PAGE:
My posts offering suggestions to single Catholic guys got a great response, both supportive and constructively critical. I think that Sam brought up a powerful counterpoint to my optimism when he said:
A great many of Catholic men or women will live their entire lives feeling called to marriage and never enter it. They will have been open to youth groups, volunteering, Church-going, adoration, asking friends/relatives for help, praying, trusting, etc… The whole gamut. They will have done all the “things” their married Catholic peers did with different results. Many would be just as “good” or better spouses as their married peers are. They will face various burdens or circumstances or trials that, for whatever reason, prevented the other gender from receiving them in marriage….They will ever in this life yearn for the sacrament they will never receive. Such will be the lot of some Catholics.
Only through the eyes of faith could they even begin to accept the suffering as something God wills them to bear––that they have been given the desire for the sacrament along the cross of its deprivation. And it doesn’t matter what they “do.” If it should please God that they remain in such suffering, no prayer or movement or condition can overturn it.
And I would say: Amen to that.
I recall my long years being single. Many days were spent in loneliness. My roommates would go visit their families on the weekends or during holidays, and I would have nowhere to go. So I’d sit in our apartment and read or play a video game or whatever.
I had spent two years considering the priesthood. I visited several religious orders, went on Come and See weekends, and to the diocesan vocations retreats. I ate lunch at the Serra club and attended Project Andrew with the bishop.
One day near the end of this period in my life, a priest friend of mine, Fr. David Konderla, asked me a powerful question: “How is God calling you to love?”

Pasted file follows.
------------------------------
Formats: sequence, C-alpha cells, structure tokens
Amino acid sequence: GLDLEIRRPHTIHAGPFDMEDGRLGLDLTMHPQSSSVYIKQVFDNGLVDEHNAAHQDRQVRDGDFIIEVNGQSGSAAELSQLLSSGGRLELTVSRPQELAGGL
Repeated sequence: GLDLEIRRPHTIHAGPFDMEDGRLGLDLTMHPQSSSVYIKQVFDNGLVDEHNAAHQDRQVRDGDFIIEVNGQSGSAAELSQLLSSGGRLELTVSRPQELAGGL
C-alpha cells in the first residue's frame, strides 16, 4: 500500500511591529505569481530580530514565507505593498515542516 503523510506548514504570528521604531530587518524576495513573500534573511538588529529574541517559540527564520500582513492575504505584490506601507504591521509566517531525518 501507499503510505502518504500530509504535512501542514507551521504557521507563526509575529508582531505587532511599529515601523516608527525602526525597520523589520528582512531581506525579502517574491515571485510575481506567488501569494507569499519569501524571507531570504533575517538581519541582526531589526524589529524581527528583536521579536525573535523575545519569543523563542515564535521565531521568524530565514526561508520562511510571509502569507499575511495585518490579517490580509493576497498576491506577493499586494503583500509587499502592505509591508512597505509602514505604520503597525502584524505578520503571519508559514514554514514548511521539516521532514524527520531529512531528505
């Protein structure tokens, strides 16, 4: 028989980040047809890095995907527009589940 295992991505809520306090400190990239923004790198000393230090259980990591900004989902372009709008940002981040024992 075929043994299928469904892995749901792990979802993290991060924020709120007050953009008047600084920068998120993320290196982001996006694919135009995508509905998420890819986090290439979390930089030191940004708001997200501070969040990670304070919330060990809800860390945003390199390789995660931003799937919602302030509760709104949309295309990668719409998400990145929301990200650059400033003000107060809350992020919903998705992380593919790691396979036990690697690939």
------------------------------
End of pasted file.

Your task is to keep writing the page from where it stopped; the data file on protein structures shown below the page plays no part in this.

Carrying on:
Have I been made to love one person in an exclusive relationship (marriage) or to give my love to a wider group of people (priesthood, loving the members of my parish or community)?
That question stuck with me, and as I reflected on it, I came to realize I was called to love one person in an exclusive sort of way. I was called to marriage. But God knew that I needed many years of deeper formation and growth, both at the natural and supernatural levels. So did my future wife.
But, contrary to some comments made on the other post, I did not spend all my time trying to find my wife. I spent it working a full-time job, going to daily Mass, adoration, St. Vincent de Paul, leading a boys’ group, being a Big Brother, and teaching CCD. In short, I was living my Catholic faith and loving it.
And through that long and sometimes lonely time, I was growing closer to Christ by His grace. It was good. But it was hard. Hard to work on faults; hard to maintain hope for entering into my vocation; hard to live in our fragmented and isolating American society.
All this to say to you: I get it. I know the heartache and frustration and longing and doubting. And I had it relatively easy. Others, friends of mine, have had it much tougher: annulments, single-parenthood, years and years without entering into their vocation: people who feel called to be priests but for various reasons are forbidden from it; people who feel called to marriage but haven’t been brought together with their spouse yet.
So I can only say: God bless you, in whatever state of life you are in, and whatever your hopes in Christ are. Our Lord is our ultimate fulfillment, and we live for Him always!